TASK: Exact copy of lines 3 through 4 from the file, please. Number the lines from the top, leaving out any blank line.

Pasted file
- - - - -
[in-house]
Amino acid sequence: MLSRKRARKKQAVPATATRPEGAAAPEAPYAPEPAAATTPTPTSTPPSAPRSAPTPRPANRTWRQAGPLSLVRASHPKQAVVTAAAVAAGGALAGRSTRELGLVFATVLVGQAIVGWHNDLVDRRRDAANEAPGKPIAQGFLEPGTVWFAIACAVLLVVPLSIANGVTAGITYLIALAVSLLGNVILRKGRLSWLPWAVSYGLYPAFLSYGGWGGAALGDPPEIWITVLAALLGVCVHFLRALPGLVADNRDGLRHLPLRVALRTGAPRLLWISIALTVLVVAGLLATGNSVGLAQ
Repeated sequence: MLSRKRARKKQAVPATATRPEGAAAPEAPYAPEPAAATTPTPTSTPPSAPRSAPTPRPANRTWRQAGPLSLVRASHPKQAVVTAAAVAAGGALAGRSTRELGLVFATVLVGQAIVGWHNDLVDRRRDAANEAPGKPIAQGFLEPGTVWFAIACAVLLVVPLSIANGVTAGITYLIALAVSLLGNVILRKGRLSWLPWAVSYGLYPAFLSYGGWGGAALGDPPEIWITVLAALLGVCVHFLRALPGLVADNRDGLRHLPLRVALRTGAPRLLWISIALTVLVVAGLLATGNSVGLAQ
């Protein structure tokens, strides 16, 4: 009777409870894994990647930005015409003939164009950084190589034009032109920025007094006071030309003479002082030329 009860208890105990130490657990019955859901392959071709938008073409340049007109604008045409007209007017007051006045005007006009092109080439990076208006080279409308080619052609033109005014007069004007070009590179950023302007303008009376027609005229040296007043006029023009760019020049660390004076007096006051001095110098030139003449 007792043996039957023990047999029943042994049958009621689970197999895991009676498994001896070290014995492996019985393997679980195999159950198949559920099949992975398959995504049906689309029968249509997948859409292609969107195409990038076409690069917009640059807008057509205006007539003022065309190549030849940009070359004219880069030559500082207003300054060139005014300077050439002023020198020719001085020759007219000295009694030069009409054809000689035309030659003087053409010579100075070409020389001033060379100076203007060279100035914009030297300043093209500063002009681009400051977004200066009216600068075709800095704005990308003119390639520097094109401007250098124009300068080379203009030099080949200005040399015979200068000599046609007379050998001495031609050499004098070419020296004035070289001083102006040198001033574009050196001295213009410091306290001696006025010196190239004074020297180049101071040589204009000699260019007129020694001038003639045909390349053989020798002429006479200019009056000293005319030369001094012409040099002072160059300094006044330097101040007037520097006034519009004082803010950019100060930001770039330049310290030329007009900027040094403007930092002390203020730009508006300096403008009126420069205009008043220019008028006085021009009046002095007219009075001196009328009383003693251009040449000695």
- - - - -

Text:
Repeated sequence: MLSRKRARKKQAVPATATRPEGAAAPEAPYAPEPAAATTPTPTSTPPSAPRSAPTPRPANRTWRQAGPLSLVRASHPKQAVVTAAAVAAGGALAGRSTRELGLVFATVLVGQAIVGWHNDLVDRRRDAANEAPGKPIAQGFLEPGTVWFAIACAVLLVVPLSIANGVTAGITYLIALAVSLLGNVILRKGRLSWLPWAVSYGLYPAFLSYGGWGGAALGDPPEIWITVLAALLGVCVHFLRALPGLVADNRDGLRHLPLRVALRTGAPRLLWISIALTVLVVAGLLATGNSVGLAQ
């Protein structure tokens, strides 16, 4: 009777409870894994990647930005015409003939164009950084190589034009032109920025007094006071030309003479002082030329 009860208890105990130490657990019955859901392959071709938008073409340049007109604008045409007209007017007051006045005007006009092109080439990076208006080279409308080619052609033109005014007069004007070009590179950023302007303008009376027609005229040296007043006029023009760019020049660390004076007096006051001095110098030139003449 007792043996039957023990047999029943042994049958009621689970197999895991009676498994001896070290014995492996019985393997679980195999159950198949559920099949992975398959995504049906689309029968249509997948859409292609969107195409990038076409690069917009640059807008057509205006007539003022065309190549030849940009070359004219880069030559500082207003300054060139005014300077050439002023020198020719001085020759007219000295009694030069009409054809000689035309030659003087053409010579100075070409020389001033060379100076203007060279100035914009030297300043093209500063002009681009400051977004200066009216600068075709800095704005990308003119390639520097094109401007250098124009300068080379203009030099080949200005040399015979200068000599046609007379050998001495031609050499004098070419020296004035070289001083102006040198001033574009050196001295213009410091306290001696006025010196190239004074020297180049101071040589204009000699260019007129020694001038003639045909390349053989020798002429006479200019009056000293005319030369001094012409040099002072160059300094006044330097101040007037520097006034519009004082803010950019100060930001770039330049310290030329007009900027040094403007930092002390203020730009508006300096403008009126420069205009008043220019008028006085021009009046002095007219009075001196009328009383003693251009040449000695």